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Barbara L Fuqua of Fuqua Law Firm P.C., is licensed in Arizona only.
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A Prenuptial Agreement is an agreement entered into by two people prior to getting married. The Agreement outlines all the property each party owns coming into the marriage, and, therefore, will retain in the event of a divorce. The parties’ agreements can stop there, and they can decide to adhere to the community property laws of Arizona after marriage, or they can decide to not follow the community laws of Arizona and agree to keep everything acquired during the marriage as separate property. In that case, they would need to include that agreement in the Prenuptial Agreement. A Prenuptial Agreement takes effect upon the marriage of the parties and can contain the parties’ agreements in the event of a divorce.
It is always a good idea for each party to have his or her own attorney review the Prenuptial Agreement with him or her to ensure he or she understands everything included in the Agreement. Prenuptial Agreements are legally binding and will affect your future rights.
A Postnuptial Agreement is almost the same as a Prenuptial Agreement, however, a Postnuptial Agreement is signed after the parties are legally married. The legal effects are the same as Prenuptial Agreements.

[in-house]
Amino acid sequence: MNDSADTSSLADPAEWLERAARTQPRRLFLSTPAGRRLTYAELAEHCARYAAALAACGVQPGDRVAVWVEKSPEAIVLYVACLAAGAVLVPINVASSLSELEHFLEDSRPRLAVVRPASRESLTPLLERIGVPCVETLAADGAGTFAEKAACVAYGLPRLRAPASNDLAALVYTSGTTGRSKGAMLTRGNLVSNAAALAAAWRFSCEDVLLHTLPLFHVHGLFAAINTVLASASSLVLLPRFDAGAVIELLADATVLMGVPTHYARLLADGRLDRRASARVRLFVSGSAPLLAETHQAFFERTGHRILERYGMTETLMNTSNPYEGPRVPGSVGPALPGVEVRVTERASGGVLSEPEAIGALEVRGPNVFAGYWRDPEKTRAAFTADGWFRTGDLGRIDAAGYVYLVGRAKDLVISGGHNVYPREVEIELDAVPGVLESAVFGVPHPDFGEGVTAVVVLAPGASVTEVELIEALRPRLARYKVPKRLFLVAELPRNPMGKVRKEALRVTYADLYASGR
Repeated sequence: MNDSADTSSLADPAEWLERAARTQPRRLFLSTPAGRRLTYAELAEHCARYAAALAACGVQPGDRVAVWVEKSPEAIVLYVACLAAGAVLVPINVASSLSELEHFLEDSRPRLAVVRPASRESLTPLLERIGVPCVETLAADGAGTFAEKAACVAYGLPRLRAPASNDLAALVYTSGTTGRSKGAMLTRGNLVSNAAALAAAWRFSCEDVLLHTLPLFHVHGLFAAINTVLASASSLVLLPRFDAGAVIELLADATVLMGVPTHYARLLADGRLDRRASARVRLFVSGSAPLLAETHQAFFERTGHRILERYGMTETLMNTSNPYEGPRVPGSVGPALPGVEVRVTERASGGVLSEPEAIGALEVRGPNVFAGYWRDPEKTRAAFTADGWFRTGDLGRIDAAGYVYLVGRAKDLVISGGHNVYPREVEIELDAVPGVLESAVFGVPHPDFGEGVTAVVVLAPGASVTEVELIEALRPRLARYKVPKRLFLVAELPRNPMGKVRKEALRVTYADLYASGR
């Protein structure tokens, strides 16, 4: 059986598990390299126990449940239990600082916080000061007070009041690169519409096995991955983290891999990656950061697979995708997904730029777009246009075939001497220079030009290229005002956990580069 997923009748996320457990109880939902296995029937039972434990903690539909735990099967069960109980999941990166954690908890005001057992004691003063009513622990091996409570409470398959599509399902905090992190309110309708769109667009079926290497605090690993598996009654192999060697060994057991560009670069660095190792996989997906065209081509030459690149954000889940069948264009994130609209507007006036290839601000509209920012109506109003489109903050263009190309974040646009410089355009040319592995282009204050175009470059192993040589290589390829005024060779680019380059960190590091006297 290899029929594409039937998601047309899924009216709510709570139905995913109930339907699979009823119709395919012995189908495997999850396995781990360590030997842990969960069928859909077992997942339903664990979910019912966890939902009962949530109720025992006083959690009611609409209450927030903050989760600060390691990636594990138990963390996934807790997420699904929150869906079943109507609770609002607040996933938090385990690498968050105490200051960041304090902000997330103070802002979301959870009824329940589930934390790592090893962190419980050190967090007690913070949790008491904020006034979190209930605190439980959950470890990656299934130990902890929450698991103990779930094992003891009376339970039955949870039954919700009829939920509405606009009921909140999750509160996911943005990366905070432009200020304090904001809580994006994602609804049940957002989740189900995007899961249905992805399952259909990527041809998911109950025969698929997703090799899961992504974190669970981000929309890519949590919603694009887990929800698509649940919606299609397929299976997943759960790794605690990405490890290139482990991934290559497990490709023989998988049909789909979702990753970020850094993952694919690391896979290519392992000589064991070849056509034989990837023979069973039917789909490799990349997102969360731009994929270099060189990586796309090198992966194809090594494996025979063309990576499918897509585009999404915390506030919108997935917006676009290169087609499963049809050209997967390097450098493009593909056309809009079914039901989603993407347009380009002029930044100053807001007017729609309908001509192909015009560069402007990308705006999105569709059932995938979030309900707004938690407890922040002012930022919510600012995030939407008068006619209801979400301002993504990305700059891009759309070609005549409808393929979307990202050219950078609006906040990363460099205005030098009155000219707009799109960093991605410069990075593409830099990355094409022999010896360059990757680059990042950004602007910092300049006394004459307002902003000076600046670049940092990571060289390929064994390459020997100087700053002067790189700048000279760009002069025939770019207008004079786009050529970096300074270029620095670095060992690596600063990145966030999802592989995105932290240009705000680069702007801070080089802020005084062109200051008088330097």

If a person is a threat to you or your children and is related to you by blood or marriage, you can obtain an Order of Protection through any court. An Order of Protection is a court order directing that person to stay away from you, and your children if the Court includes your children on the Order. The Court will decide based on your Petition and testimony what contact, in any, should be allowed by the other party. In some cases, the Court will allow email or telephonic access, and in some cases, the Court will not allow any contact.
If the person who is threatening or harassing you is not related to you by blood or marriage, then you can obtain an Injunction Against Harassment through at any court. An Injunction Against Harassment is a court order directing that person to stay away from you, and your children if the Court includes your children on the Order.
If the Order of Protection or Injunction is granted, the Defendant has the right to request a hearing. At the hearing, the Court will decide, after hearing testimony and reviewing any exhibits, whether to keep it in place, whether to modify it, or whether to quash or stop it.